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The spectator support was great – cheering us, and their friends on. I was in race-mode and had my ‘game-face’ on, and spend most of my time looking just ahead of me. I was aware of the ‘general picture’, however focus more on my breathing, footfall and sense of discomfort. My triathlon friends, Marco and Fritz say that I think too much. That means I take a calculated approach to racing, whilst not taking the occasional risk. When you are too cerebral during a race, it plays on your mind, turning the supposed fun and festive event into a more challenging one. Constantly reminding myself of my preference, I nudged myself to, occasionally, pay heed to the runners around me, the next aid-station, and to appreciate how far my training had brought me.
CY called out to me at the 15km mark, where I returned my recognition. I was quite stoked for having nice splits on the 5km, 10km, and 15km milestones. I was, on-target, for a 3:08-3:09 marathon. My 21km split was good for a 3:10 marathon, and I hoped I could hang in. The prevailing belief among runners is that ‘the marathon does not begin until you experience fatigue, or ‘hit the wall’ or ‘experience the bonk’. True to prediction (I knew that my less than optimal tapering preparation would cost me), I started to slow down and felt ‘hotter’ at the 28km mark. One week before this race, I had almost no running until 12 hours before the race. A short run on the road/treadmill before the marathon or triathlon has always been my pre-race ritual.
The course is, generally, flat with several ‘switchbacks’ (U-turn points). The climbs are gradual, except for the one at the 38km mark.
As I hauled ass, I tried to dodge the bullets of fatigue by consuming nutrition at every aid-station. I used the Swiss-made CrampFix electrolyte-capsules at every 10km interval. The CrampFix electrolyte formulation has helped me for many years as I was feeling tight, but not cramping at all.
The ‘mountain’ came at the 38km when we had to crest a flyover. It is akin to the early part of the Sheares Bridge in the Singapore Marathon. Having trained for it, I ran up with stronger steps until I hit the plateau, and to a welcomed descent. The last four KM’s were just pushing the pace as hard as I can, although my speed was waning and I was wanting of more speed.
I was delighted to cross the finishing-line (as well as relieved), as I was ‘hauling ass’. Having braved fatigue after the 28km mark, and knowing that my desired goal of a 3 hour 9 minute finishing-time (PB/PR) was fading, I just gutted it through. I ‘dug deep’, focused on my secondary goal (BQ). It was a long examination that exhausted me physically and mentally. [Watch my video to see more slow-motion action.]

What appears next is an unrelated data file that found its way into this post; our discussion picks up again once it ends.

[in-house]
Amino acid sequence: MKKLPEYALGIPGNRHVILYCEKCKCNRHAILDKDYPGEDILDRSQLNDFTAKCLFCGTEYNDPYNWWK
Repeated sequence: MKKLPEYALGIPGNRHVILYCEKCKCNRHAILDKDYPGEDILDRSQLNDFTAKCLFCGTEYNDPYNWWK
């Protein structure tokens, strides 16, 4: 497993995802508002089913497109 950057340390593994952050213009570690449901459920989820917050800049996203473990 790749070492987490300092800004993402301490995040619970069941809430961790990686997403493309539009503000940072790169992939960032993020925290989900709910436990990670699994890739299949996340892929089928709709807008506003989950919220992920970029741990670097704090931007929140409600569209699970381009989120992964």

racetimeosaka
Like the race-exposition, everything was clockwork-precise, and I took my post-race celebratory photos, got my mini-red-bean bun, and bottle of sports-drink. On emerging from the vast hangar of a hall, I was pleased to get a free can of Asahi Beer. Alas! It was a non-alcohol version, which meant my pain had to be soothe much later at dinner in the Kirin City café and pub. I ate a bento set meal that helped my recovery, as I awaited Nic and CY.
Key Learning Points:
1) Choose a marathon/race that meets your goals.
2) Study the route before you decide on the race. Talk to previous participants and hear their feedback and opinions (ease of earning a BQ, PB/PR, course profile, spectator support, aid-stations, sideshow carnivals).
3) Choose a marathon/race that your body feels most comfortable with.
4) Travel with people you are comfortable with. Manage team dynamics well.
5) You want to enjoy the environment: scenery, touristy sights, and climate (time of the year).
I won’t go into detail with my post-race celebration and recovery. Suffice to say, I enjoyed eating Japanese cuisine and it was ‘comfort food’ to me. Drinking all the main brands of beers – Asahi, Sapporo, and Kirin – was part of my intended experience. It is hard to erase my passion for beer (even the zero-alcohol, Asahi Dry Zero beer) after spending 7 years working in a brewery. Visiting the fish markets in Osaka and Kyoto were highlights, as was walking through the renowned temples and shrines. There is a certain zen-like quality to the Japanese environment and scenery, which blends innocuously well with the polite and courteous citizens. I felt no need to rush when we went on walkabout, as I did also during my race. Racing with the Japanese runners, I learnt to appreciate the natural synchronicity and surrender to the ‘flow’. You need not rush, as you are still ahead and somewhere.
Thus, I recommend this race for the aforementioned benefits. I would give both Gold Coast Marathon and Osaka Marathon as my go-to races for a Boston Qualifier. Be mindful of the later start-times, and impending heat.

finisherposeosaka